My difficulty getting into Japanese film is no big secret, but I’m chipping away at it, film by film. I enjoyed Yojimbo a couple of years ago (even though I was in a too-tired frame of mind and really need to rewatch it), so I had hopes that Sanjuro would follow in its footsteps.
I won’t deny that the opening had me fearful – it drops us right into the middle of a somewhat heated discussion, with one man telling a bunch of other men that his uncle wouldn’t agree to help them take down some corruption, which is seen as a great betrayal, but that the superintendent would. It’s all a bit abrupt and you’re left wondering exactly who the uncle is, how this government is formed, what place a “superintendent” has in it, what the power relationship between the uncle and superintendent is, who exactly the men think is corrupt and why, how that corruption is affecting them, who they owe their allegiance to, what their status is (are they samurai, or just regular guys who happen to carry swords around – other reviewers are calling them noblemen, which makes sense), etc. Most of this is never really answered, so either it’s just a total McGuffin, or it’s assumed that the viewer has a knowledge of Japanese social and government structure that I lack. You do learn that the uncle is a chamberlain, which is presumably a higher position than superintendent, but with the chamberlain and the superintendent the only officials really mentioned, it’s unclear where the noblemen originally thought the corruption was coming from.
The good news is, Sanjuro (an apparently assumed name, played to perfection by Toshiro Mifune) pops out of the next room pretty quickly and takes the situation in hand. He’s a ronin, which I DO know what is – a Samurai who has lost his master, so he’s roaming around without clear allegiance. It’s not really an honorable position to be in, but it does leave Sanjuro free to do whatever the hell he wants, which, thankfully for our hapless noblemen, is help them out of their predicament. He immediately clues into the fact that it’s probably the superintendent that’s corrupt rather than the chamberlain, and he carries out a series of plans (most of which are screwed up by the impatient and highly unstrategic noblemen) to catch out the superintendent and rescue the uncle, whom the superintendent has had arrested and framed for corruption.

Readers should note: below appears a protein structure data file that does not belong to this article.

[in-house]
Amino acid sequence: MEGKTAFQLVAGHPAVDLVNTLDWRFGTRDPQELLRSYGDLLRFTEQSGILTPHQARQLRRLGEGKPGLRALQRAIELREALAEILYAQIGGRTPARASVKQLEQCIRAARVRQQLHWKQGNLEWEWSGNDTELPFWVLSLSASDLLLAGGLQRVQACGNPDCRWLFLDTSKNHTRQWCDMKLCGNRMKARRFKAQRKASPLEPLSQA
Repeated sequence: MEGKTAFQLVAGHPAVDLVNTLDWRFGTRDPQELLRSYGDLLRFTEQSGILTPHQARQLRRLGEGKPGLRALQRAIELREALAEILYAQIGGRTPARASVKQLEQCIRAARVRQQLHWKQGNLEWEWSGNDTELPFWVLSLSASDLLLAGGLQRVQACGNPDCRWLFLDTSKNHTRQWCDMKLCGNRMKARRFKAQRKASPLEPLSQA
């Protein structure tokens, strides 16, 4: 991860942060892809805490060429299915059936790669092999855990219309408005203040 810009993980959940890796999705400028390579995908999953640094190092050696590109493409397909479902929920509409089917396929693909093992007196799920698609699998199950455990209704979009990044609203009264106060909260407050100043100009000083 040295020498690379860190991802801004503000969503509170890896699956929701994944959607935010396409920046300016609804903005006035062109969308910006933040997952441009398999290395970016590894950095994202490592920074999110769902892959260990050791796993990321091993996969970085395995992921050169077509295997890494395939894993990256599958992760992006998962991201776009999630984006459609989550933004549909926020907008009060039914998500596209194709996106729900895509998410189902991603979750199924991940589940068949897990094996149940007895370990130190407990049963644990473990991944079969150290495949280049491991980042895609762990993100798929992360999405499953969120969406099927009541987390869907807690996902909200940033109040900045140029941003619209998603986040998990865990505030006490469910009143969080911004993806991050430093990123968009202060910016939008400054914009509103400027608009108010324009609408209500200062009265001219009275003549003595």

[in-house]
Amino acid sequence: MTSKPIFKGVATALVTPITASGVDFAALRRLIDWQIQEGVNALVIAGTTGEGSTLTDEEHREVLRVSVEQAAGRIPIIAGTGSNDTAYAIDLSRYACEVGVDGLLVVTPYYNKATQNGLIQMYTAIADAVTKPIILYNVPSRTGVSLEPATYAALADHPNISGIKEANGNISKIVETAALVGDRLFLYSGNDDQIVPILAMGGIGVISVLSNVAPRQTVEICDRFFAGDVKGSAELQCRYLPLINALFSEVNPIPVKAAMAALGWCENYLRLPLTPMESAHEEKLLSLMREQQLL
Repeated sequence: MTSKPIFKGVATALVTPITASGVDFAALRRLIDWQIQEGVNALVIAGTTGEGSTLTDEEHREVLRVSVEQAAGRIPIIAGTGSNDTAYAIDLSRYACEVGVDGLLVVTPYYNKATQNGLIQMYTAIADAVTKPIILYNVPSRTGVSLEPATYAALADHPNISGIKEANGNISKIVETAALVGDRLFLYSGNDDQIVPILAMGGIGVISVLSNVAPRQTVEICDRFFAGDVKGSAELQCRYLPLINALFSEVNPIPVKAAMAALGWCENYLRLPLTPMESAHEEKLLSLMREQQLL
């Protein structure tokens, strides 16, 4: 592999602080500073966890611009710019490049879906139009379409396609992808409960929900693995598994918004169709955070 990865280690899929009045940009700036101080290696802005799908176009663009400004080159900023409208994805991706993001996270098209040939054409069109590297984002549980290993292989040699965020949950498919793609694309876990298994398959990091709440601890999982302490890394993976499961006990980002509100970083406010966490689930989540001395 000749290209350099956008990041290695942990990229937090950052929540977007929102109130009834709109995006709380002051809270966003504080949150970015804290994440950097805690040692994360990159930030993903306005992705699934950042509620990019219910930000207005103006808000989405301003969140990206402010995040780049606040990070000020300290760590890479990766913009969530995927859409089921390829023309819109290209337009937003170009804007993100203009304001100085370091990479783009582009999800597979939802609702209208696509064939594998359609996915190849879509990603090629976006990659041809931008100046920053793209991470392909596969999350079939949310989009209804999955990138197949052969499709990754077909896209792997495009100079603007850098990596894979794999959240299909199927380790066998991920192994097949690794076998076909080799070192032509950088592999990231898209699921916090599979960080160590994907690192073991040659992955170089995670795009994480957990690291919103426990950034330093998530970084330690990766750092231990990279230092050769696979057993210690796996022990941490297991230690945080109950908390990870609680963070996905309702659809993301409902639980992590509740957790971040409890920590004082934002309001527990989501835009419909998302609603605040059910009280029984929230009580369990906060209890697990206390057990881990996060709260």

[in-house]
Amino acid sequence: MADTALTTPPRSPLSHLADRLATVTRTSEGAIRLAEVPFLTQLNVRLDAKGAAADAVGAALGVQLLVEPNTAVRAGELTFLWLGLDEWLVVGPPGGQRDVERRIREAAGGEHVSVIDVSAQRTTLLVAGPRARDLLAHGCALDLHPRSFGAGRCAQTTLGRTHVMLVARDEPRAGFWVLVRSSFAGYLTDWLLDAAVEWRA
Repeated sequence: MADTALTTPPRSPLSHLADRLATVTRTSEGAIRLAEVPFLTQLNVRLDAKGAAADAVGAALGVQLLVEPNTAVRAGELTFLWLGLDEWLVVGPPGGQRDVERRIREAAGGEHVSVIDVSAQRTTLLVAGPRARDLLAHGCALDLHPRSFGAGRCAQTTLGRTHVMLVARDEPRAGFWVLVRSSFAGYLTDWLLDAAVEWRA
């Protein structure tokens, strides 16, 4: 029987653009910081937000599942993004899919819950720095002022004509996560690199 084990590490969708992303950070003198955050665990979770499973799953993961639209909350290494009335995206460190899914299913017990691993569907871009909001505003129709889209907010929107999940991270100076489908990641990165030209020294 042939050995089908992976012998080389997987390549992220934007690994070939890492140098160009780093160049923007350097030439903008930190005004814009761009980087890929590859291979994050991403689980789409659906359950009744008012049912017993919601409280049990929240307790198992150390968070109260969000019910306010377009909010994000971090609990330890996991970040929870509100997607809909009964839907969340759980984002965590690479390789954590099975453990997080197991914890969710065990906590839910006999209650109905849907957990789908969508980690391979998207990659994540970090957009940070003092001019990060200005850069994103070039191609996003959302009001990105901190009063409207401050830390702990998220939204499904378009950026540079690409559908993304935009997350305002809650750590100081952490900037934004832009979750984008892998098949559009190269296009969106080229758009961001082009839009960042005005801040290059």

It sounds quite confusing, and in some ways it is, but once Mifune takes center stage, he guides the narrative along cleanly. He’s also HILARIOUS. His bemused tolerance of everyone else’s antics is really winning, as he often just can’t quite believe that they’re as stupid as they are, and yet he continues trucking on, saving them over and over via his fighting skill, quick thinking, and fast talking. There are moments where this dips almost into farce, but it retains a deeply moving quality as we remember that within Japanese society, Sanjuro is basically an outcast, yet his sense of honor is strong enough to continue to fight corruption, even when it means dealing with these bozos. The rest of the film is pretty funny as well, with the noblemen running everywhere like silent slapstick comedians, and even the enemies flapping about in comic terror as a bound Sanjuro still has control over the situation.